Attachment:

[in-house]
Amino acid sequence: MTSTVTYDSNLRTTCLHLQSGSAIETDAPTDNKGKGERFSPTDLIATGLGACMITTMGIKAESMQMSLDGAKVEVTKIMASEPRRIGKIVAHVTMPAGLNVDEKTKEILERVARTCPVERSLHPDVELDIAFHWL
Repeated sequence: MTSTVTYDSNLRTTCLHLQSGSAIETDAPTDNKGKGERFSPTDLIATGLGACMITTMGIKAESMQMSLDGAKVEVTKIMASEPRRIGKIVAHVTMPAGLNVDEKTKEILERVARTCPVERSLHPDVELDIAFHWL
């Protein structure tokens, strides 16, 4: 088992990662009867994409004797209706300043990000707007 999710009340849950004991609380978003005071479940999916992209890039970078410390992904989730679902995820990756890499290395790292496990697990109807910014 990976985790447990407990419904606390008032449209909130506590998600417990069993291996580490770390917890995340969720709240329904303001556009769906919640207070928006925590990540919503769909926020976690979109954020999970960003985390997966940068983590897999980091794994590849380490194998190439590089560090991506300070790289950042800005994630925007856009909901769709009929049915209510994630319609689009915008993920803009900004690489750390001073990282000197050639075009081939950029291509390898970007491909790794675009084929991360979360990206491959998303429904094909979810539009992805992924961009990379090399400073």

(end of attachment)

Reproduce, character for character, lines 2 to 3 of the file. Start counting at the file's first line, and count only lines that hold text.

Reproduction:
Amino acid sequence: MTSTVTYDSNLRTTCLHLQSGSAIETDAPTDNKGKGERFSPTDLIATGLGACMITTMGIKAESMQMSLDGAKVEVTKIMASEPRRIGKIVAHVTMPAGLNVDEKTKEILERVARTCPVERSLHPDVELDIAFHWL
Repeated sequence: MTSTVTYDSNLRTTCLHLQSGSAIETDAPTDNKGKGERFSPTDLIATGLGACMITTMGIKAESMQMSLDGAKVEVTKIMASEPRRIGKIVAHVTMPAGLNVDEKTKEILERVARTCPVERSLHPDVELDIAFHWL